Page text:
I never know what to say to things like that.

Such comments are called phatic speech - words used to create an atmosphere of shared feelings, as opposed to imparting information.

from Photographers' Blog:

Tips on the fire line

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My rental SUV smells like a junior high school locker room manned by a chain-cigar-smoking gym instructor and I am standing on the side of the road with my pants and shirt half off cleaning myself with baby wipes and I am itching in areas that are not suppose to itch like that… yeah, I am in the field covering a wildfire.

Luckily I keep a "go" bag with all my own fire gear in it. I got the call in the evening and had arrangements to fly to Albuquerque, New Mexico, the next morning. I was being sent to cover the Wallow Wildfire, which has turned into Arizona's largest fire in history, and was right on the border with New Mexico heading to the community of Luna, New Mexico. Thankfully I had editors that trusted me and knew I had been to a few of these rodeos before and would let me make the calls as to where I would go for photos and take the risk of getting out ahead of the fire.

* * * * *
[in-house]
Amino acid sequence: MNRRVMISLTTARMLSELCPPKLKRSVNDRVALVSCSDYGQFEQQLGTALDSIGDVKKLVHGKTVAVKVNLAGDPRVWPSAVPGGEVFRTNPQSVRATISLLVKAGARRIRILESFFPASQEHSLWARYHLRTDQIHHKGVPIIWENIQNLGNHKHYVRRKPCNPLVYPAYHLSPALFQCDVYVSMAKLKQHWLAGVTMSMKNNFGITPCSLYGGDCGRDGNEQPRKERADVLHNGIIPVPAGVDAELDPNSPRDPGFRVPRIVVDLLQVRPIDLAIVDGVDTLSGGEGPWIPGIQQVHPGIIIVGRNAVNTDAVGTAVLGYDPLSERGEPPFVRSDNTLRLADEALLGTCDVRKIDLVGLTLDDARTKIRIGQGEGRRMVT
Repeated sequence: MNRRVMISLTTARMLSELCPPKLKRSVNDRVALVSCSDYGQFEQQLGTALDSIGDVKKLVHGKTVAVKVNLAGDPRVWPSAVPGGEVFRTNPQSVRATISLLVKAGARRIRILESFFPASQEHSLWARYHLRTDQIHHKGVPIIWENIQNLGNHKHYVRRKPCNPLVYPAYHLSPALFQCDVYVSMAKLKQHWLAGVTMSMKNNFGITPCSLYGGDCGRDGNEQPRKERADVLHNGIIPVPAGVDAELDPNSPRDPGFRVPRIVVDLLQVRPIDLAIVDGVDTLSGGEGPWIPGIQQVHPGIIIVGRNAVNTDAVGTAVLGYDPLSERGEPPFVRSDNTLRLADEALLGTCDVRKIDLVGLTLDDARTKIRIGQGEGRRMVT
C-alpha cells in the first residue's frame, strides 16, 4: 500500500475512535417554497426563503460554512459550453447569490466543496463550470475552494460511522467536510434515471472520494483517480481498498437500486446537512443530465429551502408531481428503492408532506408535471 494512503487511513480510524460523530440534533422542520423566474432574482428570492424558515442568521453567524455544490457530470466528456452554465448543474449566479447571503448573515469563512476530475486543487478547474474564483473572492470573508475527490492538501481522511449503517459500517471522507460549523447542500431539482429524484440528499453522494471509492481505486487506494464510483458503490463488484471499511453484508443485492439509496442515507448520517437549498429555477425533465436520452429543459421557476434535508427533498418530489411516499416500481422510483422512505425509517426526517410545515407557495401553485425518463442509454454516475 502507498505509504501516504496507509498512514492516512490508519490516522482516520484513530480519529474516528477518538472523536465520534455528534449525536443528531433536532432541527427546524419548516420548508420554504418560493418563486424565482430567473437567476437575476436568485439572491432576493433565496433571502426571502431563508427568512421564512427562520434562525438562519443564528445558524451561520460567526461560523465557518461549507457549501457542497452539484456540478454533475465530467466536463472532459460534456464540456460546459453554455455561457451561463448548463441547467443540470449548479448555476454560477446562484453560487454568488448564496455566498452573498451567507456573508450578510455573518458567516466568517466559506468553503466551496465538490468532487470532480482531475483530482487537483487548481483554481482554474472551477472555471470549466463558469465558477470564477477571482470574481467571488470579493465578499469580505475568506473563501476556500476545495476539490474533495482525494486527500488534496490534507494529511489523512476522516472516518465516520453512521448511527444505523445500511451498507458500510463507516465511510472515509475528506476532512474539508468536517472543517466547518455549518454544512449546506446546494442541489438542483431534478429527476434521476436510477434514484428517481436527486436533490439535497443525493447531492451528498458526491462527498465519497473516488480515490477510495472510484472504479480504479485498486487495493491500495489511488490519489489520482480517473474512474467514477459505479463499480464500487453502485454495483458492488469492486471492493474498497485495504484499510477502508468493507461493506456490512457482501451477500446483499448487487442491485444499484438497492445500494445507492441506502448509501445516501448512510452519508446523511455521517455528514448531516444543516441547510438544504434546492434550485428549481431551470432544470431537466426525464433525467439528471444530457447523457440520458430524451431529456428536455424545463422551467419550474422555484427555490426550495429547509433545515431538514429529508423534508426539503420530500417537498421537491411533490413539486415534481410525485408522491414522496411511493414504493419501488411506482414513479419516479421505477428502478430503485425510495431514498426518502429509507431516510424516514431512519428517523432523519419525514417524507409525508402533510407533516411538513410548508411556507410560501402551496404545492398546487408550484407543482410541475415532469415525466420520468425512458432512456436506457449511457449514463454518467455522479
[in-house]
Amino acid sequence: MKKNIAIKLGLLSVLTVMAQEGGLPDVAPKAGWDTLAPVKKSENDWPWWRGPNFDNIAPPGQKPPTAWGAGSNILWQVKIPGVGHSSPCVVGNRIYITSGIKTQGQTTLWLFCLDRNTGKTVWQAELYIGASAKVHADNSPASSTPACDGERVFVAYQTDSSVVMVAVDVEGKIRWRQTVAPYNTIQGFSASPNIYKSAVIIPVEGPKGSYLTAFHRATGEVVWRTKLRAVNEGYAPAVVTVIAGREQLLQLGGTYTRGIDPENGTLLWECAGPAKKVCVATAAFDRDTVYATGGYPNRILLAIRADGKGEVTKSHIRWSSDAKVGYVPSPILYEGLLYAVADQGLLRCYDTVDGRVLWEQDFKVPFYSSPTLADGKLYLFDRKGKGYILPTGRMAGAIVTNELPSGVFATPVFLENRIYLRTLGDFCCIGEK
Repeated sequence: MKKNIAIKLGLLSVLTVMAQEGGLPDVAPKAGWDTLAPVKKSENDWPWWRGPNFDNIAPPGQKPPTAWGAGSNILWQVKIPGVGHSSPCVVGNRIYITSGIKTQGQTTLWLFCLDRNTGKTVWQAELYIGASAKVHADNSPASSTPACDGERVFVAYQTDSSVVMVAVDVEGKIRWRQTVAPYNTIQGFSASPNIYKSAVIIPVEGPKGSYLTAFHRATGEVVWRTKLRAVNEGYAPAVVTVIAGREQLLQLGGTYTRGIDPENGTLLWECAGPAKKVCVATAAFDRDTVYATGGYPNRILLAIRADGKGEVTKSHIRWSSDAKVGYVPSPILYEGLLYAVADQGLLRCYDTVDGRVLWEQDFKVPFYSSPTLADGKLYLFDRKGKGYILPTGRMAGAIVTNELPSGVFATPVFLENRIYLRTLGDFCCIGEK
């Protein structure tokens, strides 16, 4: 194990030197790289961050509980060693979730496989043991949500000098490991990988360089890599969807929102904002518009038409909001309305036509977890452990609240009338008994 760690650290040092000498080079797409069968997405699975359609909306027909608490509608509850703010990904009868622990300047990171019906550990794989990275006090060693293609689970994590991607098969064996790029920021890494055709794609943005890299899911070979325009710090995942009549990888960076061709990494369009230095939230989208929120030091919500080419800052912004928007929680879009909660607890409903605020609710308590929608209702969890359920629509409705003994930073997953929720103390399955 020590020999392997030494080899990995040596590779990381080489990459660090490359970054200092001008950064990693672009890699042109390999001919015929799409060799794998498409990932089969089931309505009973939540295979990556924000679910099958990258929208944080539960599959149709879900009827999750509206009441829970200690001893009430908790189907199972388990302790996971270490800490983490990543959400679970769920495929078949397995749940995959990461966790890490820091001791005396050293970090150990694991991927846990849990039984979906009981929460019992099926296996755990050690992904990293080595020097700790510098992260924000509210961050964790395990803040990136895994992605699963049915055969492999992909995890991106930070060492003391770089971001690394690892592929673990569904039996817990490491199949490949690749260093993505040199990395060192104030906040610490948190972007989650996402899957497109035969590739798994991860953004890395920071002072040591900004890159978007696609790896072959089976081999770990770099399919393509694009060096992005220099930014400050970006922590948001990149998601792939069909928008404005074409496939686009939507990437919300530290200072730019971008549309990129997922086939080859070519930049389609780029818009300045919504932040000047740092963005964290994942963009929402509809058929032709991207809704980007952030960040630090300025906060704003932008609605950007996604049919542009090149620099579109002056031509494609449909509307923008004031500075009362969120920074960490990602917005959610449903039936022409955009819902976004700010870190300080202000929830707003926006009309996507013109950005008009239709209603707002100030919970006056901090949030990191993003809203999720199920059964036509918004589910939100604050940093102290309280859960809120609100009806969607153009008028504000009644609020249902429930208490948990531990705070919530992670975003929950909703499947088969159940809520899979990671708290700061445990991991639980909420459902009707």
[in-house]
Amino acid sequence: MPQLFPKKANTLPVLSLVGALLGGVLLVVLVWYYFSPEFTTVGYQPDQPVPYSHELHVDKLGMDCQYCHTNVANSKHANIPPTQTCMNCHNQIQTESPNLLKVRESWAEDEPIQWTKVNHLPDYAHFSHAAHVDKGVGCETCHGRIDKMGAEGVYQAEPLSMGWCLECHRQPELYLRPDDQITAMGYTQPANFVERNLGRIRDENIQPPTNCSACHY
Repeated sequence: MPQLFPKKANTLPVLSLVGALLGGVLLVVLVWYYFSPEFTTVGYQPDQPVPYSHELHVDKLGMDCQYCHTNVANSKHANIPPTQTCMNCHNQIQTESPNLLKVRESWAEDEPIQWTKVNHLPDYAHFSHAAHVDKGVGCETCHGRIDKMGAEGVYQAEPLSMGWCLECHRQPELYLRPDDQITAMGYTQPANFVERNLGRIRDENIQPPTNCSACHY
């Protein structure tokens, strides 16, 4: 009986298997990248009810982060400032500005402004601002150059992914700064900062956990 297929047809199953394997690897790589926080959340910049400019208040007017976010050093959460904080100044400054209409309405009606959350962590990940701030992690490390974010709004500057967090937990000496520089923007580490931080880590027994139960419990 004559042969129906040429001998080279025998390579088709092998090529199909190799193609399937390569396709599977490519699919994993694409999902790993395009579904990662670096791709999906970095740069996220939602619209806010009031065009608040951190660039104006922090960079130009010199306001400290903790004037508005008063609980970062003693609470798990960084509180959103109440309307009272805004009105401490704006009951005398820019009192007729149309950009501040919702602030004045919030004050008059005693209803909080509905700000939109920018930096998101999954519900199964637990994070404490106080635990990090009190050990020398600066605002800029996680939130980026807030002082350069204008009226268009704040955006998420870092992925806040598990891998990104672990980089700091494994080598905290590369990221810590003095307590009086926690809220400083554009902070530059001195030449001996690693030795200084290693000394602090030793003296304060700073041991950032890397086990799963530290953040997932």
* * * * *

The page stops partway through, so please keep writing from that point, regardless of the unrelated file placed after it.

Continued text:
from Oddly Enough Blog:

So, you come to displace often?

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pool this 490

Quick quiz: If you plan to beat the heat by going to a public swimming pool, be aware of the serious danger of....

pool side 280a) crushing human stampedes

b) dehydration

c) toxic exposure to cheap plastic inflatables

d) drowning

Sorry, this was kind of a trick question. I'll accept any answer except drowning, which obviously is impossible as you can see in this photo of 146,000 frolicking people displacing about two quarts of water.

from Changing China:

Breathless in Beijing — an athletic has-been tries the air

weather graphicThe long-distance cyclists said it was dreadful, the marathon runners live in fear of it and the tennis players want extra breaks to help them withstand its effects.

But how bad is the Beijing air really? Is it miserable beyond endurance for athletes busting their lungs to deliver peak performance? Or are the smog stories a smokescreen, part of the exaggeration attendant on any Olympic Games?